## Common Core Pioneer: Linda Estes

Ninth grade math teacher Linda Estes believes math should engage students, learn how she's doing just that in her classroom at Delta High School in Tri-Cities.

Most Americans admit they hate or “don’t do” math, says Linda Estes. "We’re a nation of math-o-phobes. I believe the problem is the way we teach math, not that math is intrinsically hard to learn.”

**Math should engage students, not bore them, says the ninth-grade teacher. **“But almost every high school math class looks the same: the teacher is at the board, showing how to do a procedure, and the kids are at their desks, copying the procedure down. We are forcing kids to divorce math from meaning-making.”

Meaning-making is core to Estes’ teaching at Delta High School, a six-year-old school run by the Kennewick, Pasco, and Richland School Districts that integrates STEM learning into all content areas.

**It’s clear her classes are not math-as-usual. **Students sit in groups of four, reasoning out problems in individual ways – one adds, one multiplies, one draws circles, one uses a formula. They compare and challenge each other’s thinking as she continually moves table-to-table, probing, pushing, answering every question with another question.

“What is 6 divided by 1/3?” “Two.” “Why? What are we thinking? Tell me the story of 6 divided by 1/3.” When a student suggests she draw six pizzas on the whiteboard and divide them into thirds, lights go on. There are 18 pieces, not 2.

“Figuring out what doesn’t work can be as important as figuring out what does,” says Estes, challenging the class to explain where the answer “2” came from.

“We divided 6 by 3, not 1/3,” says a student. Another ah-ha, as a student suggests that 6 divided by 1/3 is the same as 6 x 3/1. Estes draws the equation on the board and explains how it functions. “So dividing fractions is the same as multiplying by the reciprocal? Why?”

Heads nod. They now know the rule, the mathematical language, and, most importantly, the reasoning behind it all, thanks to the teacher who comes to school each day ready to put the sense back in math. “She makes me think through the whole process instead of just thinking of an answer,” says one student.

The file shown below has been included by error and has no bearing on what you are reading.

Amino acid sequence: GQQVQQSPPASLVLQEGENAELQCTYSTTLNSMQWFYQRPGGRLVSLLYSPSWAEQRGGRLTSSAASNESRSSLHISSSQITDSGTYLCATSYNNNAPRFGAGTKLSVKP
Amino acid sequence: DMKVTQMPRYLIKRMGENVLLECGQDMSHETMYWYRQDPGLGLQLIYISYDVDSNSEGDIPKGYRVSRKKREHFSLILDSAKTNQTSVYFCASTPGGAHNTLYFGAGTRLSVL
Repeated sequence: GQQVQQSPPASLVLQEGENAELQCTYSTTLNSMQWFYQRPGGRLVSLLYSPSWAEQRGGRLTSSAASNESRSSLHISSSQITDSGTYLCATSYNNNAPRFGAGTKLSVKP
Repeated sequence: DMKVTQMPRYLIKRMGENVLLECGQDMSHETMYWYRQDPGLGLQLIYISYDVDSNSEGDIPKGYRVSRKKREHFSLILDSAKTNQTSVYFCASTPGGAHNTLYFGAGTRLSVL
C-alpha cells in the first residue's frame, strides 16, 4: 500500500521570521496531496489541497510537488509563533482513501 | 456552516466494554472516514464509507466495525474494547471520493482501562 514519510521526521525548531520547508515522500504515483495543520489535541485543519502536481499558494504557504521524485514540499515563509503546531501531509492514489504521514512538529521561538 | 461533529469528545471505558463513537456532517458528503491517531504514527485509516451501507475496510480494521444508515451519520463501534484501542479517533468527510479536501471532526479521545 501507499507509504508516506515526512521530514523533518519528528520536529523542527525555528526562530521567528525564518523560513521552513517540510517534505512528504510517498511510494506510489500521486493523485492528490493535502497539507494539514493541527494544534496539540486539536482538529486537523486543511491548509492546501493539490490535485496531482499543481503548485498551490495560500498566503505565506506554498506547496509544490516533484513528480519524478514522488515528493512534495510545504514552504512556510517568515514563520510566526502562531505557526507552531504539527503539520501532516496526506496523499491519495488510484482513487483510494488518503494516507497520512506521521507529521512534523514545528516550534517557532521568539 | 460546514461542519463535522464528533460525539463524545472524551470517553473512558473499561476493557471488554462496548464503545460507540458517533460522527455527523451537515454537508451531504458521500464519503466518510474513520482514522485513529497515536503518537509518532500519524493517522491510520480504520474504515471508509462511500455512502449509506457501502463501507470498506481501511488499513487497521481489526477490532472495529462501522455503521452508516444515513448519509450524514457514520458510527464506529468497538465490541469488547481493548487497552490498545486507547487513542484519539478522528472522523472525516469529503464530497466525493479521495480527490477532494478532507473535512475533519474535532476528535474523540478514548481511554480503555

Estes didn’t set out to be a math teacher; her dream was to coach volleyball. But after earning her master’s in education, she found the only teaching jobs were in math. **“I went looking for different ways to teach it,” she says. “I saw very quickly that standing up and lecturing didn’t work – or only worked for 10 percent of the students.”**

Parents were initially upset with her new teaching methods. “They said, ‘This is not what math class is supposed to look like,’” says Estes. But then they saw the results. The math scores were as high as or higher than anywhere in the Tri-Cities.

In fact, Delta consistently passes math End of Course exams at a rate generally 20-30 percent higher than state averages, reports Principal Jenny Rodriquez, who praises Estes’ classroom expertise. “It’s not enough to get the right answer in her class. You have to be able to explain it and apply the math concept in new situations. Her classroom is both rigorous and relevant, and students really appreciate her approach, which ensures they truly understand the math at hand.”

**The deep level of mathematical thinking is central to Common Core math standards, which push teachers to teach the way research says they should, says Estes. **But the standards came with no instructions. So the ninth-grade teacher went to work with her professional learning community to implement the standards in 2013. “We had to understand Common Core and then figure out how to structure our courses.”

**Estes began writing her own curriculum and math books to better align learning with the standards.** Being a booklover and storyteller, she adds flair to her creations. One of her books mashes up Star Trek and Dr. Seuss for lessons on exponential functions. The story stars Seuss’ Bartholomew Cubbins, who starts a wild animal farm with a single Tribble, one of the fluffy, purring aliens adored by Star Trek fans.

The Tribbles procreate like mad, and that’s where the mathematical fun begins.

The first Tribble, Myrtle, has two sterile babies a day. That’s easy enough for Estes’ students, who graph neat linear equations showing a steady, consistent growth as months and years pass. But Bartholomew begins adding new fertile Tribbles, some of whom are born pregnant, some with two babies at a time. Things get terribly out of hand.

“There are babies everywhere!” exclaims one student, as he works with others to figure out an exponential equation that can explain the Tribble explosion. The students use tiny pom-poms -- mini-Tribbles -- arranging them in different patterns that attempt to visually graph this population boom. Ms. Estes and her students move from table-to-table examining the different patterns. “What’s the advantage of this model? Does it work? Why?”

Why – that simple word of endless complication – keeps brains churning and conversations buzzing in this class. And the students thrive on it. “It’s fun in her class, which is not something you usually find in math classes. You’re actively taking a part in your own learning,” says one 15-year-old. “I like it more than any class I’ve taken,” she adds.